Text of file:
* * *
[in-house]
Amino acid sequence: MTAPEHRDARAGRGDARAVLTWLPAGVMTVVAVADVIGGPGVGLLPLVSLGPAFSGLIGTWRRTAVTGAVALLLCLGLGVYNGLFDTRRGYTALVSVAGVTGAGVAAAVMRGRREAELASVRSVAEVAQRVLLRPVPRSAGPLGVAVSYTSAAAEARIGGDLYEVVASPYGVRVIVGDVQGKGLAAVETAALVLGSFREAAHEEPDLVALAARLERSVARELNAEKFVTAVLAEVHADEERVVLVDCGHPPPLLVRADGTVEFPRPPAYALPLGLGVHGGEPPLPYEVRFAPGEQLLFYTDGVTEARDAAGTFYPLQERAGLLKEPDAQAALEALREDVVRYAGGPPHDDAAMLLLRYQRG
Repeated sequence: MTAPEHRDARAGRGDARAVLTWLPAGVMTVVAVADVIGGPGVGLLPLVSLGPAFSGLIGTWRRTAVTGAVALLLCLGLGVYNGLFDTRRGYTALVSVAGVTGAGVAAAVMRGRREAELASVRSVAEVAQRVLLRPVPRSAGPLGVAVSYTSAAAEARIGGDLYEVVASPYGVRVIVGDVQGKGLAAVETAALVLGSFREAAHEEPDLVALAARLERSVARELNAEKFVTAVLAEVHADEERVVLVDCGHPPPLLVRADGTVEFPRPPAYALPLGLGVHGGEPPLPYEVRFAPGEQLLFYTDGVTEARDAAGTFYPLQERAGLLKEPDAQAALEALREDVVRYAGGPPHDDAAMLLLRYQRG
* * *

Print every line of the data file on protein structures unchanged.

[in-house]
Amino acid sequence: MTAPEHRDARAGRGDARAVLTWLPAGVMTVVAVADVIGGPGVGLLPLVSLGPAFSGLIGTWRRTAVTGAVALLLCLGLGVYNGLFDTRRGYTALVSVAGVTGAGVAAAVMRGRREAELASVRSVAEVAQRVLLRPVPRSAGPLGVAVSYTSAAAEARIGGDLYEVVASPYGVRVIVGDVQGKGLAAVETAALVLGSFREAAHEEPDLVALAARLERSVARELNAEKFVTAVLAEVHADEERVVLVDCGHPPPLLVRADGTVEFPRPPAYALPLGLGVHGGEPPLPYEVRFAPGEQLLFYTDGVTEARDAAGTFYPLQERAGLLKEPDAQAALEALREDVVRYAGGPPHDDAAMLLLRYQRG
Repeated sequence: MTAPEHRDARAGRGDARAVLTWLPAGVMTVVAVADVIGGPGVGLLPLVSLGPAFSGLIGTWRRTAVTGAVALLLCLGLGVYNGLFDTRRGYTALVSVAGVTGAGVAAAVMRGRREAELASVRSVAEVAQRVLLRPVPRSAGPLGVAVSYTSAAAEARIGGDLYEVVASPYGVRVIVGDVQGKGLAAVETAALVLGSFREAAHEEPDLVALAARLERSVARELNAEKFVTAVLAEVHADEERVVLVDCGHPPPLLVRADGTVEFPRPPAYALPLGLGVHGGEPPLPYEVRFAPGEQLLFYTDGVTEARDAAGTFYPLQERAGLLKEPDAQAALEALREDVVRYAGGPPHDDAAMLLLRYQRG